Like any big city, Los Angeles is an anomalous treat in that any which way you turn you’re destined to stumble onto something bizarre and unexpected. Today I stumbled onto an AA meeting at the local coffee shop (I wanted an iced latte), last week I was accosted by an enraged crack addict who was raving that his car was stolen (it was towed), and about a month ago I went to Little Joy expecting to play some pool but instead discovered the graceful electro-pop of LA newcomer Party Nails.
Out of all those experiences, the biggest revelation was watching the petite, 25-year-old frontwoman belt her emotionally charged yet dance-demanding tunes to a jam-packed crowd in the intimate venue space within Little Joy. As a skeptic of the electronic insurgence that’s been cloaking both indie and mainstream music, it was a shock to find myself completely captivated by the lead singer’s charm and charisma, her complete commitment to her music, and her engagement with the crowd.
Party Nails, the appellation of New York native Elana Belle Carroll, derived the name while living in Brooklyn shortly after graduating from college. One night, while not-so-secretly scoping out a band name, she observed a group of girls pampering themselves before a party, and they just so happened to be painting their nails. “I liked the idea of girls doing their nails just to have a little more fun, just the tiniest detail in getting ready to go out,” Carroll told me.
When asked what inspired the idea to create a moniker for her act, she replied, “I think that naming projects comes out of the way you need to sort of synthesize a cohesive idea in order to show it to people. For a lot of people, it makes more sense for what they do to have a name, and then if they do another project, to adopt a different name. The shitty way to say it would be that it’s a branding thing, but branding in its truest sense..that’s what it is. Party Nails has a world that is beyond my reality, but it’s my experiences; it’s not a fictional character’s.”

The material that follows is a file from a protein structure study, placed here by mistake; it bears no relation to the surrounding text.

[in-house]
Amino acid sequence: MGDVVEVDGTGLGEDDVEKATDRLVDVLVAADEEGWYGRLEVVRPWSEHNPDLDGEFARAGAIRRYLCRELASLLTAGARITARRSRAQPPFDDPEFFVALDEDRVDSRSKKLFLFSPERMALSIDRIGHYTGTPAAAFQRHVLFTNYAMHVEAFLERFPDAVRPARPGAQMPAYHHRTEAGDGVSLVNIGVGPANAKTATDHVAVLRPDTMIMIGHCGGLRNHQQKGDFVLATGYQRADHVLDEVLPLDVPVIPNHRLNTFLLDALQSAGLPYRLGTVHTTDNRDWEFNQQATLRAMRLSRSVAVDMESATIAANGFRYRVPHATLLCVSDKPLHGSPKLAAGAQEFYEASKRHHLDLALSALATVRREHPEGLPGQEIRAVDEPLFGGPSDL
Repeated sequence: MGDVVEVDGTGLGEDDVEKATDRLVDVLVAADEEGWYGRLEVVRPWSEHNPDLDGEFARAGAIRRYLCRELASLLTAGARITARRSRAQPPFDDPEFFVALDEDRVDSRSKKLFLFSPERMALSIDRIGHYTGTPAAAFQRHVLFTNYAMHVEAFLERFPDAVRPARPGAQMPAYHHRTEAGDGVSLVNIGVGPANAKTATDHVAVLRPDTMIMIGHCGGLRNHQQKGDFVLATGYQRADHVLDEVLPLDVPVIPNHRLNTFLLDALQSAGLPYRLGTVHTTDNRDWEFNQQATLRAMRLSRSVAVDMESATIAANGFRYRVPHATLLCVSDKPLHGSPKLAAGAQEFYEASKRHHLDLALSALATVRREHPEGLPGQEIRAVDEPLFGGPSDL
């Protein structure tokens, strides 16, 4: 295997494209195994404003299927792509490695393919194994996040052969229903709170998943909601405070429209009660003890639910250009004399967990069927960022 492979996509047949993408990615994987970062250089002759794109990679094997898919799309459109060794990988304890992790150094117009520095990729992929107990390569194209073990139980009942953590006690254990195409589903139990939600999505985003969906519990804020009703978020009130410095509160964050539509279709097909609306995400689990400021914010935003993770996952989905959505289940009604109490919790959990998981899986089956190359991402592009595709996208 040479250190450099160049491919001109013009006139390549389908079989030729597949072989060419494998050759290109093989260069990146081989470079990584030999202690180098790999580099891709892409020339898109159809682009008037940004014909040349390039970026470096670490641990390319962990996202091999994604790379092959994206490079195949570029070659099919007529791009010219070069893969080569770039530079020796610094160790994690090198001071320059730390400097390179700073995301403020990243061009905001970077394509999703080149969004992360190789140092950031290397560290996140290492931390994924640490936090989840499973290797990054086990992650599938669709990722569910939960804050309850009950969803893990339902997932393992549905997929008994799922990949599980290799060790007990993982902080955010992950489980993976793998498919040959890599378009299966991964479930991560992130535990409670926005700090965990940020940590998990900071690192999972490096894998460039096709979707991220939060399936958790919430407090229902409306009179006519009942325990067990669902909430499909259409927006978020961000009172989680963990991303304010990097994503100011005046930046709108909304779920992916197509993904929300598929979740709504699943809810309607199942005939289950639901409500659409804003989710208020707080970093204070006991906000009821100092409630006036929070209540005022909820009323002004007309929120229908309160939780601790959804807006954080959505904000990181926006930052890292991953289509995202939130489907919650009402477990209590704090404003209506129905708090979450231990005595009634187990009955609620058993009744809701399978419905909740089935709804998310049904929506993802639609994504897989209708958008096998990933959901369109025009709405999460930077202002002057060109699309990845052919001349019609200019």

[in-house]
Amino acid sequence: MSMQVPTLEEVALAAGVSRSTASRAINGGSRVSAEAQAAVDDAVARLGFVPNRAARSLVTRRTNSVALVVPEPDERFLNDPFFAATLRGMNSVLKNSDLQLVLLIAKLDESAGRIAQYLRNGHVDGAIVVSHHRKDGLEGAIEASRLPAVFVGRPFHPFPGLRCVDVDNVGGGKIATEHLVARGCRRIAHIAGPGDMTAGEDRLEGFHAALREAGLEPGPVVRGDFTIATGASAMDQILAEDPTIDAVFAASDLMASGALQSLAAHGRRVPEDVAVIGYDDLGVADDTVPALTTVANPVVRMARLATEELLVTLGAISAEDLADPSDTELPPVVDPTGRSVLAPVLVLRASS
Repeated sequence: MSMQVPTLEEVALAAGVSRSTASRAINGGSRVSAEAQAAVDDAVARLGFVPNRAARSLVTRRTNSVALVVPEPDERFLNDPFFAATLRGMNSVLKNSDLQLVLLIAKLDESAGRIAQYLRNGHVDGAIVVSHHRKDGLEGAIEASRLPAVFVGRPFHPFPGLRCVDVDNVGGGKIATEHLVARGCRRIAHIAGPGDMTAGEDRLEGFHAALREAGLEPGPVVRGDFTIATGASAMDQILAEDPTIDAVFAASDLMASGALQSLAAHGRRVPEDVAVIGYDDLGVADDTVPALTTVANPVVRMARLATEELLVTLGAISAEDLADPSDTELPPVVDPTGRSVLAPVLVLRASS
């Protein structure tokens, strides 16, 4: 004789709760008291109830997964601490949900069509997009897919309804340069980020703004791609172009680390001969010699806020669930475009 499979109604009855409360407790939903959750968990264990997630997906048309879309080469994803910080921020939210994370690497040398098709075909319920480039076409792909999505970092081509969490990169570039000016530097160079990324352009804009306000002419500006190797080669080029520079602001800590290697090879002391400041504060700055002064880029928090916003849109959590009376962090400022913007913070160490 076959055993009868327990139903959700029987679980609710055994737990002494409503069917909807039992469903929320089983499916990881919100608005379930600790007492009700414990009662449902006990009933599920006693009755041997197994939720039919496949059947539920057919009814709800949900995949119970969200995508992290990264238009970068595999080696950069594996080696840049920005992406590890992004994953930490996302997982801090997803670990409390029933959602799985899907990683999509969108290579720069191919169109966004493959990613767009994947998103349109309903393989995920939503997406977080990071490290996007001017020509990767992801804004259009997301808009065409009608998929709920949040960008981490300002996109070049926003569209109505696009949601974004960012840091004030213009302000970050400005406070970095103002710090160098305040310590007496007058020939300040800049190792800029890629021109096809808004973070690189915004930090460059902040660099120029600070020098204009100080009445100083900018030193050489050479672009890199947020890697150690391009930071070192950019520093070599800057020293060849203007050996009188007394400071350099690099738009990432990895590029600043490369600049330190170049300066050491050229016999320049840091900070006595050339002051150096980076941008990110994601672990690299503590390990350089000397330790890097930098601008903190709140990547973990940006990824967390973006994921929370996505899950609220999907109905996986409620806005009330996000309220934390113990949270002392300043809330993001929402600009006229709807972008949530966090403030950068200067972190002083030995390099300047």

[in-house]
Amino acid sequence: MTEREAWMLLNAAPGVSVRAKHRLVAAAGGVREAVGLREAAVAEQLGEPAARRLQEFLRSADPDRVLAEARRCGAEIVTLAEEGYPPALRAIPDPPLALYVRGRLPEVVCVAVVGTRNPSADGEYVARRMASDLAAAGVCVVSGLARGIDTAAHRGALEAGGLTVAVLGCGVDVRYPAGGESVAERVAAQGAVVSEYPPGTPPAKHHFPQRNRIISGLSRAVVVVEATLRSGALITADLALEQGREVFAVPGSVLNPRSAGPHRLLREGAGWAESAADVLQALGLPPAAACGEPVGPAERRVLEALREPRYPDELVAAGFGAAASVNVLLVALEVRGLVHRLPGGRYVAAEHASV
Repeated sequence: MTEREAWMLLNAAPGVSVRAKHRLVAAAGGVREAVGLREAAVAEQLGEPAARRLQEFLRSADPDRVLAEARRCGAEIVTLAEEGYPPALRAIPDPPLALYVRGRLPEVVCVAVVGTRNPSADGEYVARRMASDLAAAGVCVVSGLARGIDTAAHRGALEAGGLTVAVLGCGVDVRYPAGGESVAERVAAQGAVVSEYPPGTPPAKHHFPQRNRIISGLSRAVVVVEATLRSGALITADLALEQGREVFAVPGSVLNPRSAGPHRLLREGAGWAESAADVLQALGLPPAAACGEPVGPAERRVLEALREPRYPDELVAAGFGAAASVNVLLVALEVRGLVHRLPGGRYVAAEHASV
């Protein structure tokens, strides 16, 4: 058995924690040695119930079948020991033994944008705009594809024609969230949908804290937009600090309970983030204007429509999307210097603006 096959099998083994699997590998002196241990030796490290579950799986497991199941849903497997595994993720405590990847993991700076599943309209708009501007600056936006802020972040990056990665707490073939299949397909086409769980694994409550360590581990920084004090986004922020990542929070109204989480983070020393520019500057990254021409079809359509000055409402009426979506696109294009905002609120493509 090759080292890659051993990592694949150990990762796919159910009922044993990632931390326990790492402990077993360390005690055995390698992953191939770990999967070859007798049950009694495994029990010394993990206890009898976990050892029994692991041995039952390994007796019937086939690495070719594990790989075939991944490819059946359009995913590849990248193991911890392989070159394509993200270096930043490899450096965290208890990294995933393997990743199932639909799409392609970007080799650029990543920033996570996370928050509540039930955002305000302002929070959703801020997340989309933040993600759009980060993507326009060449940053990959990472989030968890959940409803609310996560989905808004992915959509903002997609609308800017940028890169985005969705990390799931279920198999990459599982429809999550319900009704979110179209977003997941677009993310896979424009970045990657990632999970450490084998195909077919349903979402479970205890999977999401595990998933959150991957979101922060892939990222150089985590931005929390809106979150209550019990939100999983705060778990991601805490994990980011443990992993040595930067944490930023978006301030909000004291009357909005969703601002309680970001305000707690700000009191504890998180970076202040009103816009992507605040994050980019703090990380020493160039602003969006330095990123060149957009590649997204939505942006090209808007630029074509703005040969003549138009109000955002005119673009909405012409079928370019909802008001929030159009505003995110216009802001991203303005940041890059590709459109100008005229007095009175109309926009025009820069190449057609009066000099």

Although Carroll has been invested in music and performing since picking up her father’s guitar at age 11, it took her years to hone her “brand” or rather the sound that would most closely resemble the natural way she chooses to express herself: “I started with Americana at age 11 or 12. I was really into rock and remember seeing Ani DiFranco and being like, ‘Wow, I could do whatever I want.’ Ani was just slamming on her guitar strings. That inspired me to try things on from the very beginning. In college, I learned different computer programs and gradually became obsessed with that.”
Carroll continued, “In New York, everything was really moody, electronic music, mainly inspired by house, but it was a lot of things at once. Moody, poppy, dancey, etc., and it hadn’t gelled yet. Then I met Gabe [Rattiner, the Brooklyn-based producer who produced Party Nails’ first single, “Break,” under his Shadom moniker]. He started playing in my band at the time, and eventually we started writing together. We went with that for a while, and I was pushed to try something else, something that felt really new to me at that time.”